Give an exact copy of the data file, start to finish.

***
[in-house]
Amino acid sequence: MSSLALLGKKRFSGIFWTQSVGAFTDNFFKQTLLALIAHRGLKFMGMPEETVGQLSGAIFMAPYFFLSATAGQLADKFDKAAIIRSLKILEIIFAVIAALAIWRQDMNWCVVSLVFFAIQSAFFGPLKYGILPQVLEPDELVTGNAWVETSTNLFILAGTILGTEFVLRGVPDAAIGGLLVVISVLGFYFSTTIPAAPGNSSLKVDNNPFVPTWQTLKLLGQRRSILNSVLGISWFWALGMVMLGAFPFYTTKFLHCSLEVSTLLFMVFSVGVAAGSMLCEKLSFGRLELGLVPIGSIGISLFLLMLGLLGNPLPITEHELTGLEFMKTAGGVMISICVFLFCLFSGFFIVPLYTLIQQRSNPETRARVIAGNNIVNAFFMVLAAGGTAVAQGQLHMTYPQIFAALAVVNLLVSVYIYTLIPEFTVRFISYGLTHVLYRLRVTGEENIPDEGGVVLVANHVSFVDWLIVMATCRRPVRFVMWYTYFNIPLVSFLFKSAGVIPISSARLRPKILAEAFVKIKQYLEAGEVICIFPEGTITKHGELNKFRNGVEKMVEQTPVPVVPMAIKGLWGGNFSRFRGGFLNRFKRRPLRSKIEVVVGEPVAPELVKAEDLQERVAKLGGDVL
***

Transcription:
[in-house]
Amino acid sequence: MSSLALLGKKRFSGIFWTQSVGAFTDNFFKQTLLALIAHRGLKFMGMPEETVGQLSGAIFMAPYFFLSATAGQLADKFDKAAIIRSLKILEIIFAVIAALAIWRQDMNWCVVSLVFFAIQSAFFGPLKYGILPQVLEPDELVTGNAWVETSTNLFILAGTILGTEFVLRGVPDAAIGGLLVVISVLGFYFSTTIPAAPGNSSLKVDNNPFVPTWQTLKLLGQRRSILNSVLGISWFWALGMVMLGAFPFYTTKFLHCSLEVSTLLFMVFSVGVAAGSMLCEKLSFGRLELGLVPIGSIGISLFLLMLGLLGNPLPITEHELTGLEFMKTAGGVMISICVFLFCLFSGFFIVPLYTLIQQRSNPETRARVIAGNNIVNAFFMVLAAGGTAVAQGQLHMTYPQIFAALAVVNLLVSVYIYTLIPEFTVRFISYGLTHVLYRLRVTGEENIPDEGGVVLVANHVSFVDWLIVMATCRRPVRFVMWYTYFNIPLVSFLFKSAGVIPISSARLRPKILAEAFVKIKQYLEAGEVICIFPEGTITKHGELNKFRNGVEKMVEQTPVPVVPMAIKGLWGGNFSRFRGGFLNRFKRRPLRSKIEVVVGEPVAPELVKAEDLQERVAKLGGDVL